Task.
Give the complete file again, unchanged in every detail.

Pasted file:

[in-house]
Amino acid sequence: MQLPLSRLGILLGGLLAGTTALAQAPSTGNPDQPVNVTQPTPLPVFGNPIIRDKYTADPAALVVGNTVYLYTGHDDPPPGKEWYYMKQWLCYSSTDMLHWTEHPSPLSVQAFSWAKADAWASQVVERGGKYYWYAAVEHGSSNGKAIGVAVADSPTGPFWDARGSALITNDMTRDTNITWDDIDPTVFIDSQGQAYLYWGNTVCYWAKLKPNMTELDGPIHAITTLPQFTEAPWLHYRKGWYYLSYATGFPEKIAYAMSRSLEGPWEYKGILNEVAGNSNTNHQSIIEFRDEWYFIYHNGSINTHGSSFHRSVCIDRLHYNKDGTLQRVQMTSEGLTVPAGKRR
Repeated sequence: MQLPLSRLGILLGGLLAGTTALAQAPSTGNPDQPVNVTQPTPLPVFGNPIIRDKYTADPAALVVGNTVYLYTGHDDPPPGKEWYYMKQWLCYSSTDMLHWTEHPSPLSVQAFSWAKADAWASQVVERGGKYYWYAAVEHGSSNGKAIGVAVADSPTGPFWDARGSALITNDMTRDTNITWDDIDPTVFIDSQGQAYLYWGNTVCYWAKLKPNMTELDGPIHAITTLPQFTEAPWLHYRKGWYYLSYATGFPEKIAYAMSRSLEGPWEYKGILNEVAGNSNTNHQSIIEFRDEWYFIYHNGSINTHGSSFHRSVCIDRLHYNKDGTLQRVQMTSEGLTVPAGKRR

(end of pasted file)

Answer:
[in-house]
Amino acid sequence: MQLPLSRLGILLGGLLAGTTALAQAPSTGNPDQPVNVTQPTPLPVFGNPIIRDKYTADPAALVVGNTVYLYTGHDDPPPGKEWYYMKQWLCYSSTDMLHWTEHPSPLSVQAFSWAKADAWASQVVERGGKYYWYAAVEHGSSNGKAIGVAVADSPTGPFWDARGSALITNDMTRDTNITWDDIDPTVFIDSQGQAYLYWGNTVCYWAKLKPNMTELDGPIHAITTLPQFTEAPWLHYRKGWYYLSYATGFPEKIAYAMSRSLEGPWEYKGILNEVAGNSNTNHQSIIEFRDEWYFIYHNGSINTHGSSFHRSVCIDRLHYNKDGTLQRVQMTSEGLTVPAGKRR
Repeated sequence: MQLPLSRLGILLGGLLAGTTALAQAPSTGNPDQPVNVTQPTPLPVFGNPIIRDKYTADPAALVVGNTVYLYTGHDDPPPGKEWYYMKQWLCYSSTDMLHWTEHPSPLSVQAFSWAKADAWASQVVERGGKYYWYAAVEHGSSNGKAIGVAVADSPTGPFWDARGSALITNDMTRDTNITWDDIDPTVFIDSQGQAYLYWGNTVCYWAKLKPNMTELDGPIHAITTLPQFTEAPWLHYRKGWYYLSYATGFPEKIAYAMSRSLEGPWEYKGILNEVAGNSNTNHQSIIEFRDEWYFIYHNGSINTHGSSFHRSVCIDRLHYNKDGTLQRVQMTSEGLTVPAGKRR